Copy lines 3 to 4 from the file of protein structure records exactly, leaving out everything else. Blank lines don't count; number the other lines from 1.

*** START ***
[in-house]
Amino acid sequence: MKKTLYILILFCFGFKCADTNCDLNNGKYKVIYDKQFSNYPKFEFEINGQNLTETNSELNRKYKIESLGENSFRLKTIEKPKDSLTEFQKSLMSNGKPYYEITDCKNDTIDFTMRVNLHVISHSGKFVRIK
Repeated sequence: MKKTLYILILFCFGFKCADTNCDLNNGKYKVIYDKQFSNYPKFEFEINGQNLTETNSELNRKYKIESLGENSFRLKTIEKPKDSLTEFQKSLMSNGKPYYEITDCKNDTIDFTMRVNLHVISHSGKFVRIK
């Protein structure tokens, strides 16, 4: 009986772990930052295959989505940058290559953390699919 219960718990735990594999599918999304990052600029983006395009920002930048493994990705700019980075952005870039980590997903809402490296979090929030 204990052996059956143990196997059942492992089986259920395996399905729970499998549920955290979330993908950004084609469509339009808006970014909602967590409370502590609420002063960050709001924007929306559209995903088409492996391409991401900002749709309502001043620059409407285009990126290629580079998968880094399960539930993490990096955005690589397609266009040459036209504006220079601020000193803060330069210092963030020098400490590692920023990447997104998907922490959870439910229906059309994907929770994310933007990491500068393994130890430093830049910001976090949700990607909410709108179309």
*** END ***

Repeated sequence: MKKTLYILILFCFGFKCADTNCDLNNGKYKVIYDKQFSNYPKFEFEINGQNLTETNSELNRKYKIESLGENSFRLKTIEKPKDSLTEFQKSLMSNGKPYYEITDCKNDTIDFTMRVNLHVISHSGKFVRIK
């Protein structure tokens, strides 16, 4: 009986772990930052295959989505940058290559953390699919 219960718990735990594999599918999304990052600029983006395009920002930048493994990705700019980075952005870039980590997903809402490296979090929030 204990052996059956143990196997059942492992089986259920395996399905729970499998549920955290979330993908950004084609469509339009808006970014909602967590409370502590609420002063960050709001924007929306559209995903088409492996391409991401900002749709309502001043620059409407285009990126290629580079998968880094399960539930993490990096955005690589397609266009040459036209504006220079601020000193803060330069210092963030020098400490590692920023990447997104998907922490959870439910229906059309994907929770994310933007990491500068393994130890430093830049910001976090949700990607909410709108179309």